Referring to towers, it said single-window, time-bound clearance should be encouraged for installation of towers to ensure the rapid development of national networks. Extensive consumer awareness and education programmes should be organised so that consumers fully understand the latest scientific information on EMF radiation and its potential impact on health.

Referring to Right of Way, it said single-window clearance is an imperative for all Right of Way proposals at the level of the States and in the Central Government. All such clearances have to be time-bound so that Telecom Service Providers and infrastructure providers can move rapidly to project execution. Ideally, single-window clearance should be administered online with a defined turnaround time. The reasons for denial of RoW permission should be recorded in writing.

To promote fixed line BB, the license fee on the revenues earned from fixed line broadband should be exempted for at least five years. The infrastructure of PSUs is lying unutilised and thus they should be mandated to unbundle their network and allow sharing of outside plant (OSP).

The Government needs to encourage local and foreign companies to build ‘Data Centre Parks’ on the lines of industrial parks, SEZs etc. by providing them land, infrastructure and uninterrupted power supply at affordable rates.

Both Central and State Governments will have to act as model users and anchor tenants through delivery of e-Government services including e-education, e-governance, m-health, m-banking and other such services. Schools are the ideal and convenient point for early initiation to broadband services. Government schools in the rural and remote areas can be provided subsidy from the USOF for broadband connectivity. The cost of CPE (desktop/laptop/tabs etc) is a major barrier to the adoption of broadband services. TSPs may be allowed to offer CPE bundled tariff schemes. Revenues from such offers ought to be exempted from the applicable license fee at least for a certain number of years (say for three years). 

In addition, there are a large number of recommendations of the Authority on which decisions of the Government are still awaited. The Government needs to act quickly on these recommendations as we have already lost too much time. These include, inter alia, on Spectrum Trading, Spectrum Sharing, Open Sky Policy, Infrastructure Sharing, Microwave Access and Backbone Spectrum.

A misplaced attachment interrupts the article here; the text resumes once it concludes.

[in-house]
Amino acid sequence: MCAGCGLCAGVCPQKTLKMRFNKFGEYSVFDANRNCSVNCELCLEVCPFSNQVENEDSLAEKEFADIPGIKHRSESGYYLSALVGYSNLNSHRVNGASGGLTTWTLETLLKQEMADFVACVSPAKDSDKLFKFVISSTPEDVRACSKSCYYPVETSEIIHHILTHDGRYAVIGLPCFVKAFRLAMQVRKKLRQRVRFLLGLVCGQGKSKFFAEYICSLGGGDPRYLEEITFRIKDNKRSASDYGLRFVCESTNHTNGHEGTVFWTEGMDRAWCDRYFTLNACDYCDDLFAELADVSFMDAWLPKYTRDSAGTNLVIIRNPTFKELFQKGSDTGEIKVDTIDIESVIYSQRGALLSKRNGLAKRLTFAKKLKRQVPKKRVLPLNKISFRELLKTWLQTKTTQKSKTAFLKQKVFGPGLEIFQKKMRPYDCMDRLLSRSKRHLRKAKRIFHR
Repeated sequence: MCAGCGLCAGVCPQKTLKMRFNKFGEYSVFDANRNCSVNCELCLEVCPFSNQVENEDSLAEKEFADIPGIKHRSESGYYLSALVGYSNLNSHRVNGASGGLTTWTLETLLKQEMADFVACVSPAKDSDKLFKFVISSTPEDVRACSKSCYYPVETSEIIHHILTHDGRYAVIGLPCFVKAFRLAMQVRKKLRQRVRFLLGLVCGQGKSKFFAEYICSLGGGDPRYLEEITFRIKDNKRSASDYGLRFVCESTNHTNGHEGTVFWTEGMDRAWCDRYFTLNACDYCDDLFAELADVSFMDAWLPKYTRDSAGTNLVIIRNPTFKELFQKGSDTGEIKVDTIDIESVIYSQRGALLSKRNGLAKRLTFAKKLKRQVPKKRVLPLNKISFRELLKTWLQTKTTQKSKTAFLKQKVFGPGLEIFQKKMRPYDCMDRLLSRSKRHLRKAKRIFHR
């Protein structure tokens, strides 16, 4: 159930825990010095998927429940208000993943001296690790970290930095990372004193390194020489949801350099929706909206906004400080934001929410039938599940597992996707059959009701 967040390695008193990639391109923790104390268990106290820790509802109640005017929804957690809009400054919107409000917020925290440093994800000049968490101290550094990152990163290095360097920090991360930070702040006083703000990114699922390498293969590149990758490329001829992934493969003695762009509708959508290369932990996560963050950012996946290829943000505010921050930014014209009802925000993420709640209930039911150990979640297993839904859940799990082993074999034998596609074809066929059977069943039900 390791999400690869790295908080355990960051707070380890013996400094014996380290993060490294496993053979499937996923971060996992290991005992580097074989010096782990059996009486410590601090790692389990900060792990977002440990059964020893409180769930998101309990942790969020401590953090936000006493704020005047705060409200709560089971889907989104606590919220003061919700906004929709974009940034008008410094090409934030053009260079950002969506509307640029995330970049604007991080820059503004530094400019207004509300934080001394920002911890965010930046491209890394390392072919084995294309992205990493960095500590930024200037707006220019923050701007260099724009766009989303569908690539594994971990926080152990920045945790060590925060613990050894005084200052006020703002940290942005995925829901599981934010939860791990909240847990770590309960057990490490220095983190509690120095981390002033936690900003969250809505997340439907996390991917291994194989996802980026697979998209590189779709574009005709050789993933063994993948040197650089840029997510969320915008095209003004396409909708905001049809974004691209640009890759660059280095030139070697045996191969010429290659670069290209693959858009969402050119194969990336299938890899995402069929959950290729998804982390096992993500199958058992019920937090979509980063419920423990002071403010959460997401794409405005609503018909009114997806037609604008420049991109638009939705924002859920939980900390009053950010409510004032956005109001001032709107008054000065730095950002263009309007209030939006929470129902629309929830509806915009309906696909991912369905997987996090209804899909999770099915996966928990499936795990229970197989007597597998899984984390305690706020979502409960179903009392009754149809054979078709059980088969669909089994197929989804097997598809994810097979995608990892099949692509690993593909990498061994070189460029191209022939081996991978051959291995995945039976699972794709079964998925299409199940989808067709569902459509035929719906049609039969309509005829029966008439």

The Authority had issued the Consultation Paper on “Delivering Broadband Quickly: What do we need to do?” on 24 September last year to discuss issues contributing to broadband penetration in India and to solicit stakeholders’ views on action required to be taken both by the Government and the private sector to accelerate the proliferation and use of broadband in the country. The comments and counter-comments received from the stakeholders were placed on the TRAI’s website. An Open House Discussion was held on 30 October 2014 in New Delhi with the stakeholders. 

The Authority noted with serious concern the slow penetration and adoption of broadband in the country.  India ranks 125th in the world for fixed broadband penetration with only 1.2 per 100 inhabitants having access to fixed broadband; the global average is 9.4 per 100 inhabitants. In terms of household penetration within developing countries, India is ranked 75th with a penetration of 13 per cent. In the wireless broadband space too, India is ranked 113th with a penetration of 3.2 per 100 inhabitants. In terms of ‘ICT access, ICT use and ICT skills’, India ranks 129th out of total 166 countries. Indonesia (106), Sri Lanka (116), Sudan (122), Bhutan (123), Kenya (124) are ranked above India. India is categorised in the Least Connected Countries Group of 42 countries that fall within the low IDI group.